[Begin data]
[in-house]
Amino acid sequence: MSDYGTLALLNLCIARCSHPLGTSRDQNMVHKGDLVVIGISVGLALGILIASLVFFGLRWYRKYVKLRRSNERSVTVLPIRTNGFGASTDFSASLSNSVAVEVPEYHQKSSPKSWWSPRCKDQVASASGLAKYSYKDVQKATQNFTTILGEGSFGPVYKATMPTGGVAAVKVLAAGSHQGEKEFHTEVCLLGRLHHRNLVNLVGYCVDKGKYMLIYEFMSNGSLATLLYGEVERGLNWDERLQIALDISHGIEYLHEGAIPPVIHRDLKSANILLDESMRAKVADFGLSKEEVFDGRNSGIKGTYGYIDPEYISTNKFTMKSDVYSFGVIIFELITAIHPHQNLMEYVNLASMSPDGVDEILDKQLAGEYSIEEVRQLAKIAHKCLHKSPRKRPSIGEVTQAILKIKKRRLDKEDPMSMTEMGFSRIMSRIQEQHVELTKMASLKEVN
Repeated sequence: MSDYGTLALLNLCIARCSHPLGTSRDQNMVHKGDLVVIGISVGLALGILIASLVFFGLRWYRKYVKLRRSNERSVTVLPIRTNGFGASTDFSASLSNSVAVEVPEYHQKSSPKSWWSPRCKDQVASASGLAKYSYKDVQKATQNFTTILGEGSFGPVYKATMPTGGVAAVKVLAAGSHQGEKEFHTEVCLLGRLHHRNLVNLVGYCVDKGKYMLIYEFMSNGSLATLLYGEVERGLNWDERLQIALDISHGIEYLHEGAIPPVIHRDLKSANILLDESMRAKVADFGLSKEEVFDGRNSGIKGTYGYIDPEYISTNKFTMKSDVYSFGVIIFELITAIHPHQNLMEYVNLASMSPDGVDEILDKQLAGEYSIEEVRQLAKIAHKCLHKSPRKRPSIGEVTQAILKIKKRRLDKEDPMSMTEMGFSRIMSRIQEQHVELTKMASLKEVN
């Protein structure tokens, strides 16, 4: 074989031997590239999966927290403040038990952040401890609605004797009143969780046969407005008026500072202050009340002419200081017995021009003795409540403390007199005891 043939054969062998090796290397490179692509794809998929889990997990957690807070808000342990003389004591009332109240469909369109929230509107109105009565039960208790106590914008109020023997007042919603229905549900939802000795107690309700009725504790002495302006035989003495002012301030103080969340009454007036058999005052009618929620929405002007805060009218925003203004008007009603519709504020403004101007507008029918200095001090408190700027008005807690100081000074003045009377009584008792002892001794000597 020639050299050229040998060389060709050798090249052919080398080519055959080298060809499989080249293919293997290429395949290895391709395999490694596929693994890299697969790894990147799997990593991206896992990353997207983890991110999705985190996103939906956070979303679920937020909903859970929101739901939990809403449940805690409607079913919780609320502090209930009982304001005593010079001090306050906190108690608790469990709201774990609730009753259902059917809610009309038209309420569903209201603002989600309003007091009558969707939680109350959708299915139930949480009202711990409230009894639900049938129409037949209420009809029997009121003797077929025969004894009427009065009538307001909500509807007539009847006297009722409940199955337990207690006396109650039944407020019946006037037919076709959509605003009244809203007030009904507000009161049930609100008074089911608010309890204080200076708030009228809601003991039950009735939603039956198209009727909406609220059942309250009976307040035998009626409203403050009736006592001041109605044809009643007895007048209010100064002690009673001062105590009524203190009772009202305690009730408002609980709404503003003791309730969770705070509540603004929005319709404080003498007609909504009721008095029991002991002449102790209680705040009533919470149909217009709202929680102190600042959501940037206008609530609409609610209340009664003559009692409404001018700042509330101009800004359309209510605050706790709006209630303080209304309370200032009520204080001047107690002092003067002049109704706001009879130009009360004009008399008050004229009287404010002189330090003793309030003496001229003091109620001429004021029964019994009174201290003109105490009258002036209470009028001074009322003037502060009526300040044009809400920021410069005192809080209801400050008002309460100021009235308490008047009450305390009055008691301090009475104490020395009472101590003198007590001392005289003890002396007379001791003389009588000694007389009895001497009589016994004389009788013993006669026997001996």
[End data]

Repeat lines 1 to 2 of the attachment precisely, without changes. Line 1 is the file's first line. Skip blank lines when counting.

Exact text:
[in-house]
Amino acid sequence: MSDYGTLALLNLCIARCSHPLGTSRDQNMVHKGDLVVIGISVGLALGILIASLVFFGLRWYRKYVKLRRSNERSVTVLPIRTNGFGASTDFSASLSNSVAVEVPEYHQKSSPKSWWSPRCKDQVASASGLAKYSYKDVQKATQNFTTILGEGSFGPVYKATMPTGGVAAVKVLAAGSHQGEKEFHTEVCLLGRLHHRNLVNLVGYCVDKGKYMLIYEFMSNGSLATLLYGEVERGLNWDERLQIALDISHGIEYLHEGAIPPVIHRDLKSANILLDESMRAKVADFGLSKEEVFDGRNSGIKGTYGYIDPEYISTNKFTMKSDVYSFGVIIFELITAIHPHQNLMEYVNLASMSPDGVDEILDKQLAGEYSIEEVRQLAKIAHKCLHKSPRKRPSIGEVTQAILKIKKRRLDKEDPMSMTEMGFSRIMSRIQEQHVELTKMASLKEVN